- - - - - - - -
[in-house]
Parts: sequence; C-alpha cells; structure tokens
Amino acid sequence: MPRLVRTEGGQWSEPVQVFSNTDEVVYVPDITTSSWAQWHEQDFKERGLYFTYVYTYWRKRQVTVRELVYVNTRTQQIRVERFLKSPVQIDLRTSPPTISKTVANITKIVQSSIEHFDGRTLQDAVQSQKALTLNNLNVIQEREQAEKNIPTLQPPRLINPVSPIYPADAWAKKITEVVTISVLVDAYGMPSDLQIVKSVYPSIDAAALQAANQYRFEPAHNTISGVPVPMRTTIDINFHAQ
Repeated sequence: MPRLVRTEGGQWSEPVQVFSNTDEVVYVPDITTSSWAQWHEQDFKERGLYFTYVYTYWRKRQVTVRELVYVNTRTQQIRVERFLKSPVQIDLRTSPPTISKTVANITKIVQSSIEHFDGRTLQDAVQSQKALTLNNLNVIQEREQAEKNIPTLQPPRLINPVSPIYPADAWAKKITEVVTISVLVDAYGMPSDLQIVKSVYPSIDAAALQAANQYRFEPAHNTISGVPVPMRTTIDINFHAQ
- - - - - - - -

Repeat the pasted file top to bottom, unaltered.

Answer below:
[in-house]
Parts: sequence; C-alpha cells; structure tokens
Amino acid sequence: MPRLVRTEGGQWSEPVQVFSNTDEVVYVPDITTSSWAQWHEQDFKERGLYFTYVYTYWRKRQVTVRELVYVNTRTQQIRVERFLKSPVQIDLRTSPPTISKTVANITKIVQSSIEHFDGRTLQDAVQSQKALTLNNLNVIQEREQAEKNIPTLQPPRLINPVSPIYPADAWAKKITEVVTISVLVDAYGMPSDLQIVKSVYPSIDAAALQAANQYRFEPAHNTISGVPVPMRTTIDINFHAQ
Repeated sequence: MPRLVRTEGGQWSEPVQVFSNTDEVVYVPDITTSSWAQWHEQDFKERGLYFTYVYTYWRKRQVTVRELVYVNTRTQQIRVERFLKSPVQIDLRTSPPTISKTVANITKIVQSSIEHFDGRTLQDAVQSQKALTLNNLNVIQEREQAEKNIPTLQPPRLINPVSPIYPADAWAKKITEVVTISVLVDAYGMPSDLQIVKSVYPSIDAAALQAANQYRFEPAHNTISGVPVPMRTTIDINFHAQ